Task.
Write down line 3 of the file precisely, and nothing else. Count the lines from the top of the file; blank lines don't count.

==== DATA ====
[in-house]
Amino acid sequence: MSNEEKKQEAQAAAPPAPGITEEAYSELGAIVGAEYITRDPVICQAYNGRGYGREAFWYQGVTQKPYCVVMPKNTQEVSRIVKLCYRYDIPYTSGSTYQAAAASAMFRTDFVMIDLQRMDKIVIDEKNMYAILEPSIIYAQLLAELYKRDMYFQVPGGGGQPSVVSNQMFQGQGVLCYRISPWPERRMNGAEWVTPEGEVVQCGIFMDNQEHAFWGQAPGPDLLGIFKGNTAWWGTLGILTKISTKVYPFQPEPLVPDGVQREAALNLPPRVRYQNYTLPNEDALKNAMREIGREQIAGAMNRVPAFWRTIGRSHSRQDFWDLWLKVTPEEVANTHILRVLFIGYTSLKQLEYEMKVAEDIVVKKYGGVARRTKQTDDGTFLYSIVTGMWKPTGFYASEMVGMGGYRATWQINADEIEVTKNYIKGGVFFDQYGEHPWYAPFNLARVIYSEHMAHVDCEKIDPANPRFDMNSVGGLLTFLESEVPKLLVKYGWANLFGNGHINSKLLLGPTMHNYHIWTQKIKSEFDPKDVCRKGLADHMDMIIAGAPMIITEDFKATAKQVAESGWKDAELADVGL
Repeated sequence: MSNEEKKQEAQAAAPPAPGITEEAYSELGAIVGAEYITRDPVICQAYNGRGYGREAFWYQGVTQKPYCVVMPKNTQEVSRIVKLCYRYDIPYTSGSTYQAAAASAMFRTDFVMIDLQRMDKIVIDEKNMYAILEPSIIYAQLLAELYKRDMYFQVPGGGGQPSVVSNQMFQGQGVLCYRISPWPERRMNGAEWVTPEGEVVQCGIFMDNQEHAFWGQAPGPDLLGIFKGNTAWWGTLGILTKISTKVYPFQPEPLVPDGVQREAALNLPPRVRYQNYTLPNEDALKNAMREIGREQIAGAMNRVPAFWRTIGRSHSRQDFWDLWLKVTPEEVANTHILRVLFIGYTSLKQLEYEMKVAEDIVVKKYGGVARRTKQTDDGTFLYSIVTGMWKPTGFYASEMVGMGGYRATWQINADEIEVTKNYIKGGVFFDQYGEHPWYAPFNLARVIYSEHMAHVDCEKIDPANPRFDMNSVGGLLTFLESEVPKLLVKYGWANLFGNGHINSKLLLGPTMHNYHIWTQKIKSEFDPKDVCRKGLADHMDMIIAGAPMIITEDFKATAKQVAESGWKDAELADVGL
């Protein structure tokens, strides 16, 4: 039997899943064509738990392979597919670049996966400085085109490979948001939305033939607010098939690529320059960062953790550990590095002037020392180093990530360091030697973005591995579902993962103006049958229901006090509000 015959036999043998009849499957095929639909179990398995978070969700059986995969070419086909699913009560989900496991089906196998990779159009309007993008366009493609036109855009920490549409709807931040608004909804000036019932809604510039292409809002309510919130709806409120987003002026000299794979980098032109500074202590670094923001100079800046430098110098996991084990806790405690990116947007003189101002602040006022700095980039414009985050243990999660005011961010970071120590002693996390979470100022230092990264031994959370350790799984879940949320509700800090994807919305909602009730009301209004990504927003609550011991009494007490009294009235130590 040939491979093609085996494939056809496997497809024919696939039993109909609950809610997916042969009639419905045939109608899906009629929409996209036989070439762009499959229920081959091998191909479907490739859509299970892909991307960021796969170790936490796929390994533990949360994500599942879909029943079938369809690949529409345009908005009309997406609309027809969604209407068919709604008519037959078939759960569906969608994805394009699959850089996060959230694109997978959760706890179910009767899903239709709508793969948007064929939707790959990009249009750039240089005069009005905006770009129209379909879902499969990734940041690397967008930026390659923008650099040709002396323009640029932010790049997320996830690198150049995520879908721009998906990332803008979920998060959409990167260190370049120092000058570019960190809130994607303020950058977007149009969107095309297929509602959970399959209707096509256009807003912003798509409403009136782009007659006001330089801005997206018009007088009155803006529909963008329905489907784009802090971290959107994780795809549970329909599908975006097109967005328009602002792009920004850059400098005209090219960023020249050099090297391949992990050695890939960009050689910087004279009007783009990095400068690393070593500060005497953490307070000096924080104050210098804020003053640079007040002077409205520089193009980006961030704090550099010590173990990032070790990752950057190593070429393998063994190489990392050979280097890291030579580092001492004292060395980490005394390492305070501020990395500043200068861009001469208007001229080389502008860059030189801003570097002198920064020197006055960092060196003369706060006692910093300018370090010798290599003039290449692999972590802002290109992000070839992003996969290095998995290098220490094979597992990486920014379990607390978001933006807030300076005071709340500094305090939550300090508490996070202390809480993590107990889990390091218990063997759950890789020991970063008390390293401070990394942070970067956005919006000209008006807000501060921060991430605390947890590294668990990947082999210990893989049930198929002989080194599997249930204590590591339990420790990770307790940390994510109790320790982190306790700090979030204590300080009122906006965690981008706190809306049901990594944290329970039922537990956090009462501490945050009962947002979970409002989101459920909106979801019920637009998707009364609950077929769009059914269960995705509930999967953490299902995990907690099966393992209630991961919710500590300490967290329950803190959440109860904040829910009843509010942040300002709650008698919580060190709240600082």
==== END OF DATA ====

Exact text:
Repeated sequence: MSNEEKKQEAQAAAPPAPGITEEAYSELGAIVGAEYITRDPVICQAYNGRGYGREAFWYQGVTQKPYCVVMPKNTQEVSRIVKLCYRYDIPYTSGSTYQAAAASAMFRTDFVMIDLQRMDKIVIDEKNMYAILEPSIIYAQLLAELYKRDMYFQVPGGGGQPSVVSNQMFQGQGVLCYRISPWPERRMNGAEWVTPEGEVVQCGIFMDNQEHAFWGQAPGPDLLGIFKGNTAWWGTLGILTKISTKVYPFQPEPLVPDGVQREAALNLPPRVRYQNYTLPNEDALKNAMREIGREQIAGAMNRVPAFWRTIGRSHSRQDFWDLWLKVTPEEVANTHILRVLFIGYTSLKQLEYEMKVAEDIVVKKYGGVARRTKQTDDGTFLYSIVTGMWKPTGFYASEMVGMGGYRATWQINADEIEVTKNYIKGGVFFDQYGEHPWYAPFNLARVIYSEHMAHVDCEKIDPANPRFDMNSVGGLLTFLESEVPKLLVKYGWANLFGNGHINSKLLLGPTMHNYHIWTQKIKSEFDPKDVCRKGLADHMDMIIAGAPMIITEDFKATAKQVAESGWKDAELADVGL